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Man Refused $5 Million Jackpot, Sues California Lottery
- July 27, 2017 By Riley Wilson -
They say you should never let a boy do a man’s job. Ward Thomas learned this the hard way, but most importantly, the lesson could end up costing him $5 million!
At first, it seemed the story would have a happy ending, but it soon turned into a drama, and by the looks of it, Mr Thomas and his son Benjamin could be the stars of a real-life tragedy.
But, first thing first, let’s go back to October 2016 when Thomas’ ordeals began.
From 5 Million to Nil
This Long Beach resident used to regularly buy scratch tickets, but apart from winning petty cash, he never had much luck. One October day, he went to the Los Altos Mobil petrol station to collect the winnings from a dozen of tickets, accompanied by his 16-year-old son.
Thomas sent his son to collect $330 and to buy some more Scratchers tickets, which the boy did, and the two of them returned home. That’s when things became interesting.
They scratched the tickets winning a $5 million jackpot. Thomas immediately went to validate the winning ticket at a local store, while the next day he did the same at the office of the California Lottery. There has was officially informed he had actually won a life-changing jackpot.
And they lived happily ever after… Or at least until December 5, when Thomas was informed by the Lottery Commission that he wouldn’t get paid out, due to the violation of California law, which prohibited minors from participating in any sort of lottery activity. We remind you that it was Benjamin who had bought the ticket that day.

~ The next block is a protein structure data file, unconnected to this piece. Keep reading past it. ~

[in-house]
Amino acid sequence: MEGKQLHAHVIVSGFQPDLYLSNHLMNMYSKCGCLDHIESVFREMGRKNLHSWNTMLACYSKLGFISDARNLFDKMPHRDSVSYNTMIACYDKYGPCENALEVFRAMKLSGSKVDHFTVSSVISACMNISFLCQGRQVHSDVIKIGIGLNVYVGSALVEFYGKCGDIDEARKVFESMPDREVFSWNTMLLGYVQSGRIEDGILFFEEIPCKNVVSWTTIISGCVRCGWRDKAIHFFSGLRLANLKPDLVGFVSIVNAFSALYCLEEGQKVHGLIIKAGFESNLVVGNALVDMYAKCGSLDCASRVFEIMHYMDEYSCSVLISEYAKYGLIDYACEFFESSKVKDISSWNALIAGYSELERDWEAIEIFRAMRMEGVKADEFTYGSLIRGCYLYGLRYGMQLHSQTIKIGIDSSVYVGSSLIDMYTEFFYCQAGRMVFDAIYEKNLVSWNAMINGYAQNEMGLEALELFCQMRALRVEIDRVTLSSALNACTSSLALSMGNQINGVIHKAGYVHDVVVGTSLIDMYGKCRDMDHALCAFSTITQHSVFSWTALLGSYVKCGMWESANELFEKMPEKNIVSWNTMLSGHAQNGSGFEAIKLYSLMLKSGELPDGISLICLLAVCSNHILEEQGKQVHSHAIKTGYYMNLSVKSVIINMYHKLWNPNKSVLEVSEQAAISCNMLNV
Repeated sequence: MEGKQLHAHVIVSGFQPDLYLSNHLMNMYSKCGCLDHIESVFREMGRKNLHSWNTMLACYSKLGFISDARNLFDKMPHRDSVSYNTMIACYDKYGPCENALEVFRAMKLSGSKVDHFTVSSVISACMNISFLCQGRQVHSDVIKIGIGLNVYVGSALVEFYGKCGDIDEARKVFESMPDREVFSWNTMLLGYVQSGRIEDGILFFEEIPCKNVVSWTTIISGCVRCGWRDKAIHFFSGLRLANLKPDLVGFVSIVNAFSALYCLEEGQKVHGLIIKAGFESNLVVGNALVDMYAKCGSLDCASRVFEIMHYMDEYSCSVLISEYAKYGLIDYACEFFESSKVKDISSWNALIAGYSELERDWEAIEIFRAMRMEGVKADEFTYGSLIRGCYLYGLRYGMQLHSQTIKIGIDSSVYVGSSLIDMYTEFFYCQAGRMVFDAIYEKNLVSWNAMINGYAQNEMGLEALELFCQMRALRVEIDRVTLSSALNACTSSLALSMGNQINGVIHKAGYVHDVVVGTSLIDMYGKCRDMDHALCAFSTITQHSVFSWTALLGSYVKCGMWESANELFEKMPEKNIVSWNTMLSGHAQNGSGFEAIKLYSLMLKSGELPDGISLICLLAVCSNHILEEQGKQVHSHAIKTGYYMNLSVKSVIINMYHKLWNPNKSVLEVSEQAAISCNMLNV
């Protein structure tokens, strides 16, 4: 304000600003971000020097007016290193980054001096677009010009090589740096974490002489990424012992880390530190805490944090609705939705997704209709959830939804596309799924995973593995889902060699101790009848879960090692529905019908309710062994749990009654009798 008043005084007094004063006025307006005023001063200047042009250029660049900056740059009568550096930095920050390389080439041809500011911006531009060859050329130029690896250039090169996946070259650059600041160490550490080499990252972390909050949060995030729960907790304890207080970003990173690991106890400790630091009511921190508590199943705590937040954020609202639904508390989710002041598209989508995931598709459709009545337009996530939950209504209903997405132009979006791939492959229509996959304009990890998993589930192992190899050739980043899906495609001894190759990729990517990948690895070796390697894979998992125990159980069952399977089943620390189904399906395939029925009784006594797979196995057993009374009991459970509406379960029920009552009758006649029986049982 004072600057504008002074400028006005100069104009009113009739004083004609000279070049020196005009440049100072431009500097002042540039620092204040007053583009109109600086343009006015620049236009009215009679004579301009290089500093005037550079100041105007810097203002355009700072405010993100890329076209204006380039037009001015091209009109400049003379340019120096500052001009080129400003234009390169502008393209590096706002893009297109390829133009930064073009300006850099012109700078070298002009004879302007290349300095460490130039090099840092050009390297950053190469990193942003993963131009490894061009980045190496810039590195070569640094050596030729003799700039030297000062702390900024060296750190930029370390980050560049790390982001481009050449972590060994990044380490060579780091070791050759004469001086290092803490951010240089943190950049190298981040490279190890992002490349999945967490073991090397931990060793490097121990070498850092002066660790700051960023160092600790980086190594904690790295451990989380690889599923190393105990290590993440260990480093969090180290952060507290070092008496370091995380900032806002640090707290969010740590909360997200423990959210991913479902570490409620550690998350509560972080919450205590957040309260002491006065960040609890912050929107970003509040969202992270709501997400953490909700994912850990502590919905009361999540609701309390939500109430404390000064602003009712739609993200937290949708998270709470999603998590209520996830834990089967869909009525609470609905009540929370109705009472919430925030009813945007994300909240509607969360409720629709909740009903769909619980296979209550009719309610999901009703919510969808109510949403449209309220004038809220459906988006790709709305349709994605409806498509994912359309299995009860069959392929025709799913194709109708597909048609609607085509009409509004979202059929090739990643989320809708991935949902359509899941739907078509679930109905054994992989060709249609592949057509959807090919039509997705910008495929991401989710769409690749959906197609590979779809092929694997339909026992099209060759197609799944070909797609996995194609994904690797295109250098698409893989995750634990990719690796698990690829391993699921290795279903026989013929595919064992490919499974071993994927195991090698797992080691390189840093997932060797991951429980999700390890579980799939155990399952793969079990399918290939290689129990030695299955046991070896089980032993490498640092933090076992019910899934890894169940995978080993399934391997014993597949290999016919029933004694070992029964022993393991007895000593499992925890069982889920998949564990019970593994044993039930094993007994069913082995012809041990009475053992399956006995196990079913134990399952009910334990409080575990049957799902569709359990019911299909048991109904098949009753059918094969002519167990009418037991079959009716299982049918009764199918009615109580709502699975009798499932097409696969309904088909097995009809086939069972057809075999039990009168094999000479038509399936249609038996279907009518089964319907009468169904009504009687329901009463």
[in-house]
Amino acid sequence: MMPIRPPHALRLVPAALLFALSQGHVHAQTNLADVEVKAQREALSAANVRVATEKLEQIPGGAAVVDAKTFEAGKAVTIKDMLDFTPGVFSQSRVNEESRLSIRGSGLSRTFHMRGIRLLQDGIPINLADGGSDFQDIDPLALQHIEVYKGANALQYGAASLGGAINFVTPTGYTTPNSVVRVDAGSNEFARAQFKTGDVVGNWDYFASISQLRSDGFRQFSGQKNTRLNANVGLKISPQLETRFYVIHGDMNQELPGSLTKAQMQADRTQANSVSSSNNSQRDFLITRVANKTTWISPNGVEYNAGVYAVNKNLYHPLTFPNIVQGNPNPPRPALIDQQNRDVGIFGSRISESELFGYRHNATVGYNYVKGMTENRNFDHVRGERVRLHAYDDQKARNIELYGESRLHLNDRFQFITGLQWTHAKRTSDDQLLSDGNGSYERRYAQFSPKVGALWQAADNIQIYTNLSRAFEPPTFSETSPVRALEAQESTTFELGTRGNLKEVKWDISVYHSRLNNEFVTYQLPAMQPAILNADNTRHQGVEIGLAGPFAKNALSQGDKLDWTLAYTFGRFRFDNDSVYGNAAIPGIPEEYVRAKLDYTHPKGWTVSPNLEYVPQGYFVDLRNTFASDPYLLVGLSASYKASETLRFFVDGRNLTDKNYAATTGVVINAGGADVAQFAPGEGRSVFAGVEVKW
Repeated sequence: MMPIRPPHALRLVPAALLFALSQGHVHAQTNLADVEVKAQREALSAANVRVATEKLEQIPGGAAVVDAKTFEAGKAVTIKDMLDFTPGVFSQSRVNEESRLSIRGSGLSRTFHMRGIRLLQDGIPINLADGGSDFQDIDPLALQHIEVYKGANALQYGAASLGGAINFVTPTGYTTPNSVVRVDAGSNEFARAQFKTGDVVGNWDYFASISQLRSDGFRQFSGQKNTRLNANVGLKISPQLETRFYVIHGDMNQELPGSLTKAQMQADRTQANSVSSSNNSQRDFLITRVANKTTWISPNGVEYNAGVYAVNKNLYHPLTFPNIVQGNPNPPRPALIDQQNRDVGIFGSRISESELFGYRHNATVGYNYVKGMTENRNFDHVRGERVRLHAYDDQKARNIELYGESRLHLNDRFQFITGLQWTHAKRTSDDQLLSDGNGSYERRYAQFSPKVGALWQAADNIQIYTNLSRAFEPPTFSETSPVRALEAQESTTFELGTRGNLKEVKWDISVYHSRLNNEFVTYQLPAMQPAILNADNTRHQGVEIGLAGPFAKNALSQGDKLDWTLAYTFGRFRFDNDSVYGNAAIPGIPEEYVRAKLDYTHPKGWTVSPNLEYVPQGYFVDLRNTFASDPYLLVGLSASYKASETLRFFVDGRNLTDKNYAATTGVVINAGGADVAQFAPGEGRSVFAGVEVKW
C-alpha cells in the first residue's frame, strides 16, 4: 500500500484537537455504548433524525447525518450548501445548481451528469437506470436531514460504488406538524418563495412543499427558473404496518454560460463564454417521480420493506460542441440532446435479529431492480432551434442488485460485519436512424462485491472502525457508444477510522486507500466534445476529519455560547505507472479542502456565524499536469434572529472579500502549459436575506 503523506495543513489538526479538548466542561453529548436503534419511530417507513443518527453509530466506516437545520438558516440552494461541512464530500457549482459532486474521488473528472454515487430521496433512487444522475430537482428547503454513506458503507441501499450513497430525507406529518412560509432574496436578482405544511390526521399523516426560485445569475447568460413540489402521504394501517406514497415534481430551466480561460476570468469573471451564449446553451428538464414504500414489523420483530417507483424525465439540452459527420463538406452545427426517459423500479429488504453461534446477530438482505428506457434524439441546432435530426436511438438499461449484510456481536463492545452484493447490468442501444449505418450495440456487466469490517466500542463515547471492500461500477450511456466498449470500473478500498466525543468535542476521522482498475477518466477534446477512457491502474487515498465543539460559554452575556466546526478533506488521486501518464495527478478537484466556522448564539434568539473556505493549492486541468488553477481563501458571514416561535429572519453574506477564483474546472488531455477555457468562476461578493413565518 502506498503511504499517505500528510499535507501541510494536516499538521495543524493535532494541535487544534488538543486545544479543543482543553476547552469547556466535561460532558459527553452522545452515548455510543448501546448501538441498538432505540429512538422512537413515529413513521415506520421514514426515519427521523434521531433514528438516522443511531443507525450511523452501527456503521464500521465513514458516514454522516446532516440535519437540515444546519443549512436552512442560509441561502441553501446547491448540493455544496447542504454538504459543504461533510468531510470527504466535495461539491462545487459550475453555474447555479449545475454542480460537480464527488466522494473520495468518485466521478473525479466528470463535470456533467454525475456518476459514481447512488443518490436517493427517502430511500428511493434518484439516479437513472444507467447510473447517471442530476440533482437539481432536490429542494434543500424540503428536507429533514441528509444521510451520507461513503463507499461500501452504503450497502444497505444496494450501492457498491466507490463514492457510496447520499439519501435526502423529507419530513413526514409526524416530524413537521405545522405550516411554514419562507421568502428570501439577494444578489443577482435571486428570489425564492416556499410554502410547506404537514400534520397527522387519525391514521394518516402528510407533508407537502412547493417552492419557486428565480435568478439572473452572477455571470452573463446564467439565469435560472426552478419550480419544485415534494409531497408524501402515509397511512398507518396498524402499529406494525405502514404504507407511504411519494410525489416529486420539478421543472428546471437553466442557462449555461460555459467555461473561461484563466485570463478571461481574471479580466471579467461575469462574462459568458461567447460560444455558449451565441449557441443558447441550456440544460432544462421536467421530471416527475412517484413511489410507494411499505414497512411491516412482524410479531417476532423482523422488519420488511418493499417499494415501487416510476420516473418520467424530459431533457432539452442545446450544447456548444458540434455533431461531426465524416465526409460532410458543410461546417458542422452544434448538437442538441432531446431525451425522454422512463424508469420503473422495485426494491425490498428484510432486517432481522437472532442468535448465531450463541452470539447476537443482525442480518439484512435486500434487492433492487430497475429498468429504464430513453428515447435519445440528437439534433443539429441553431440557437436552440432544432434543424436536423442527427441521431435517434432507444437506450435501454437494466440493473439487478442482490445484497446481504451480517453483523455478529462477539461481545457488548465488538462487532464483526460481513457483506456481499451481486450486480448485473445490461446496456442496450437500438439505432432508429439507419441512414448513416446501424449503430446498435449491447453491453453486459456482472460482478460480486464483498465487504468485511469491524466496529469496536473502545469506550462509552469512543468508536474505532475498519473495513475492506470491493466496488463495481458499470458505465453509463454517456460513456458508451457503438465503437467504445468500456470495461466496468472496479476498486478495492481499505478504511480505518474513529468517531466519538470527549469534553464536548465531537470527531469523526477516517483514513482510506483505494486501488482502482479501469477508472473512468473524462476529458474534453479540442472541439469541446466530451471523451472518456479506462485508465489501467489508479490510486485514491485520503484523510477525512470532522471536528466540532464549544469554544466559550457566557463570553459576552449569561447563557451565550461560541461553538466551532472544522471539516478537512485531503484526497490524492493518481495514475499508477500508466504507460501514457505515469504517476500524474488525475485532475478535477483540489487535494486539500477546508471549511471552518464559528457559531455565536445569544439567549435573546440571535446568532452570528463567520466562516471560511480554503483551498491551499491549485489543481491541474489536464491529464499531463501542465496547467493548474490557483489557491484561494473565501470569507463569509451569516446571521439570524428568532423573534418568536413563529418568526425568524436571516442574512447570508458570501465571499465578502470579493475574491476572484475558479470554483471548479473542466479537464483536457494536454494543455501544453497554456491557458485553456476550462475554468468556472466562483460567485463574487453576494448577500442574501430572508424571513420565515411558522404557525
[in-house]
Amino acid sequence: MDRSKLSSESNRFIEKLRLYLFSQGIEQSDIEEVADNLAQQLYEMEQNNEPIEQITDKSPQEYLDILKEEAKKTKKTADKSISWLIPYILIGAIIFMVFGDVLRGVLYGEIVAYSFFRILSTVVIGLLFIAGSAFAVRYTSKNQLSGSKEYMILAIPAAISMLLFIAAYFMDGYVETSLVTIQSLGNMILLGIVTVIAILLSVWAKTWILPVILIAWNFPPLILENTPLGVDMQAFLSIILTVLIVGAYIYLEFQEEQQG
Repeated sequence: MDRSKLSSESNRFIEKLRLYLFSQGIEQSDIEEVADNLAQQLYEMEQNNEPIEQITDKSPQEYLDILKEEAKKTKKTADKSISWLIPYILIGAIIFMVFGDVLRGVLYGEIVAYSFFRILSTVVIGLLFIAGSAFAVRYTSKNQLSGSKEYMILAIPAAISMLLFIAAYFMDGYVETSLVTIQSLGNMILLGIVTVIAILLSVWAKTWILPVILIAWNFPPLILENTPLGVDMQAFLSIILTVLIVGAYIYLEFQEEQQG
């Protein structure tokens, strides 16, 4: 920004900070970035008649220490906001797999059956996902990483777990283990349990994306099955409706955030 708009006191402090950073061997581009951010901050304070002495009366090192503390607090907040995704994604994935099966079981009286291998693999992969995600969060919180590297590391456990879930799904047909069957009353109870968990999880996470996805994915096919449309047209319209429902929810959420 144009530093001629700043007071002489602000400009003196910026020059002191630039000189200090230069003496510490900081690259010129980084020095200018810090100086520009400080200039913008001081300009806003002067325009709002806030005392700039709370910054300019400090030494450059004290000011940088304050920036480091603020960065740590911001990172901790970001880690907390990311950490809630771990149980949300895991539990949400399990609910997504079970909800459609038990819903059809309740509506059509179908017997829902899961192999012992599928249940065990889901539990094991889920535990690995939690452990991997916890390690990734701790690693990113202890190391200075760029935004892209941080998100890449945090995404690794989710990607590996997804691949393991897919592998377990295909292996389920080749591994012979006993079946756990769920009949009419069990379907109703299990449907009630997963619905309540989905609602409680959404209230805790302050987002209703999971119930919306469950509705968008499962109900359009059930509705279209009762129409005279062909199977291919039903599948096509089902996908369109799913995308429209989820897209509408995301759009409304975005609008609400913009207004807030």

The (un)lucky winner responded by filing a lawsuit against the California State Lottery Commission for refusing to pay him the $5 million jackpot, but also against the owners of the petrol station where the winning Scratchers ticket was bought.
According to the lawsuit, the station employee didn’t ask Benjamin his ID nor did he want any proof of age. Thomas alleges his son was never told he couldn’t participate in this game of chance, and he states that by selling him the ticket, the station employee, acting as an agent of the California Lottery, agreed to pay out any potential winnings.
At this time, it is hard to say what will be the outcome of the whole legal affair, since both sides have valid arguments.